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Thread: Ten frequently asked questions concerning cure of spinal cord injury

  1. #161
    Quote Originally Posted by MikeC
    Dr Young, I agree that I would only have such a procedure after close consulation with the surgeon who has a proven track record. Do you have any indication that someone in the US might start doing this type of procedure in the near future?

    Mike
    I believe that the peripheral nerve grafting will come from plastic surgeons rather than neurosurgeons or orthopedic surgeons. They are already doing these procedures for the facial nerve. What surgeons do emanate from their training. For many years now, the peripheral nerve field had been dominated by plastic surgeons for most of the body, shared between plastics and orthopedics for the hand, and the neurosurgeons do the spinal roots and the some of the cranial nerves. So, I will look in the plastic surgery literature and see who is reporting such procedures. I know a couple of plastic surgeons who are doing spinal cord injury research. Wise.

  2. #162
    Hello:

    I'm going to Beijing on September for the OEC surgery and I would like some feedback from anyone that had this procedure and if recover any movement back.

    I'm a quad C4-5 incomplete.

  3. #163
    Senior Member MikeC's Avatar
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    Dr Young, just wanted you to know that I saw your post and will be interested in what you find in the literature on plasic surgeons. I'm in no rush - like I said I'll investigate thoroughly before giving up something through a nerve graft. Mike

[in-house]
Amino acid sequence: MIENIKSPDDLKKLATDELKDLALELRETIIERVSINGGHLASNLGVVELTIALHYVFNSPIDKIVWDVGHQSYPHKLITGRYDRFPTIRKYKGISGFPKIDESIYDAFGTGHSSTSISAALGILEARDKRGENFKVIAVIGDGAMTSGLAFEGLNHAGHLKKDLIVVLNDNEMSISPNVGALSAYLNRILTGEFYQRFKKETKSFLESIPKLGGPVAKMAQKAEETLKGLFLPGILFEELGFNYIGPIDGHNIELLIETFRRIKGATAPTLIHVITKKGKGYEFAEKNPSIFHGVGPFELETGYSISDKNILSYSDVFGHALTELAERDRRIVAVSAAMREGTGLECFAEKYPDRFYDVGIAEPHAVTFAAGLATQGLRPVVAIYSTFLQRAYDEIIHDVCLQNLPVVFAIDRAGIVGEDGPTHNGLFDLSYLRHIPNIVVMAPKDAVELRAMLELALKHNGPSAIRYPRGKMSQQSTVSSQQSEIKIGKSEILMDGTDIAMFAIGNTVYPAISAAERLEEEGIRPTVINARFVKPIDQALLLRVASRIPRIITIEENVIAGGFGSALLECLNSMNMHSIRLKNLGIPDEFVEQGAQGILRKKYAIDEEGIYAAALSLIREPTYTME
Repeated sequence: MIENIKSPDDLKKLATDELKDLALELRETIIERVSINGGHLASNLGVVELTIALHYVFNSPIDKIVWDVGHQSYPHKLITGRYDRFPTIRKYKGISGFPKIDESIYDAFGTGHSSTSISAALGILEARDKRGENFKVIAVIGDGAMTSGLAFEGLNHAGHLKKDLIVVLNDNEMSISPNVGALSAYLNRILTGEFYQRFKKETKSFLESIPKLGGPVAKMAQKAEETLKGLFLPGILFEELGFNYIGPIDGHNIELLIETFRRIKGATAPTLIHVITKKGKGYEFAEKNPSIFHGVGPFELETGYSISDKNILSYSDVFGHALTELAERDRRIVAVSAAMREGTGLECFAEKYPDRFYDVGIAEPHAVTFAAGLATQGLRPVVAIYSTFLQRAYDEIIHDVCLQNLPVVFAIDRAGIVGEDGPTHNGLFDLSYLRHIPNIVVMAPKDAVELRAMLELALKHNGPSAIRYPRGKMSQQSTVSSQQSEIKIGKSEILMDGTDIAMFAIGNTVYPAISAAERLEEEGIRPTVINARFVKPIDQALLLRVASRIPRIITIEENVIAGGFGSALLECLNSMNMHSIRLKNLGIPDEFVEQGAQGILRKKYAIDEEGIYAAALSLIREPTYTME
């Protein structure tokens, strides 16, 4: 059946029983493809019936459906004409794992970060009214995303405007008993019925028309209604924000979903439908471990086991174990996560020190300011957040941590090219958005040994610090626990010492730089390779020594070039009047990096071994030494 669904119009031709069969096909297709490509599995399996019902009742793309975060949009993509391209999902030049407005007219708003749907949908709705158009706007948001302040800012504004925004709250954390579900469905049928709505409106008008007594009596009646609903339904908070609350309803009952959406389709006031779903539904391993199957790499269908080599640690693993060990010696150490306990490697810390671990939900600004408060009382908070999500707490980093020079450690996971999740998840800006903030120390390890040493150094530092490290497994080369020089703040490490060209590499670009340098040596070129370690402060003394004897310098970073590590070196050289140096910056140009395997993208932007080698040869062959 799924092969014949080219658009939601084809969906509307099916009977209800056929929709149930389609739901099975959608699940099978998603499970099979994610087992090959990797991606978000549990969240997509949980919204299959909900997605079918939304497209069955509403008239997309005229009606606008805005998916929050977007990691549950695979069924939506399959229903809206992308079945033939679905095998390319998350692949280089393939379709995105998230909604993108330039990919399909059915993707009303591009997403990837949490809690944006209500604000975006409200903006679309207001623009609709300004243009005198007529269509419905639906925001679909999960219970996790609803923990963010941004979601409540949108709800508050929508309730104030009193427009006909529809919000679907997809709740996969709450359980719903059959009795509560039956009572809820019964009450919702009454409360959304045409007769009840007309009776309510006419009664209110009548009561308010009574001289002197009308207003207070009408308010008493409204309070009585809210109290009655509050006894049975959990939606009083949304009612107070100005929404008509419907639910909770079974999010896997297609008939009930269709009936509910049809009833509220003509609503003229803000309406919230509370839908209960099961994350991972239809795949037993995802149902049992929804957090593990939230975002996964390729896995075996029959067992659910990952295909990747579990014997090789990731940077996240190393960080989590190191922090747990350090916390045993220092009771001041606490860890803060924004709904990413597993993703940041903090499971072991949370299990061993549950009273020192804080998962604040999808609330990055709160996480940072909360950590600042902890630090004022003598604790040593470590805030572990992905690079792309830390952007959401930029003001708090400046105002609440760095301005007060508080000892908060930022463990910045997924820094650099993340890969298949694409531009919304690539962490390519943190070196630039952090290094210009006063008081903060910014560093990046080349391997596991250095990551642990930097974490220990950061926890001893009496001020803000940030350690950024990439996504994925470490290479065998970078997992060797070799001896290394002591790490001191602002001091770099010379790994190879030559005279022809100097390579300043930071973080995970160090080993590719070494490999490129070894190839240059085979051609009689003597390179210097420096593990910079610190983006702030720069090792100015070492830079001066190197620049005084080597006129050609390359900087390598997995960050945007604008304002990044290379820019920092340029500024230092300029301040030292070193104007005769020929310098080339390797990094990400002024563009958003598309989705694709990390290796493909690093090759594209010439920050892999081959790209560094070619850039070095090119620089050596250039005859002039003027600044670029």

T12 Incomplete - Walking with Crutches, Injured in Oct 2003

  4. #164
    MikeC, one very good plastic surgeon who has been doing quite a lot of nerve rerouting is Julia Terzis who is Director of Microsurgical Program at the Eastern Virginia School of Medicine in Norfolk, Virginia. http://jkterzis.com/

    Wise.

  5. #165

    Please help...

    Recently (last Saturday) a close friend of mine had a severe accident rafting down a river near San Antonio, TX. She suffered a spinal cord injury. The MRI and CAT scan came back negative for a broken back or neck. Thats the good news. There is swelling on her spinal cord and she has no feeling from her belly button down. She did have steroid shots immediately after the accident. I saw her yesterday and she seemed to be in decent spirits.

    I am seeking advise for what is going to happen next... what types of therapy, medicines, etc... Also answers to thinks like... how long (average) and of course will she walk again?

  6. #166
    Senior Member Leo's Avatar
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    Hi Wlaney, well that sucks. it's so early it's hard to say how she'll turn out, if she's not in a top SCI spinal cord injury center you'll want to check them out, i know theres a couple of them in TX and someone here should point them out. ask a lot of questions and do a lot of reading. after she's stablized good hard physicall therapy is so important.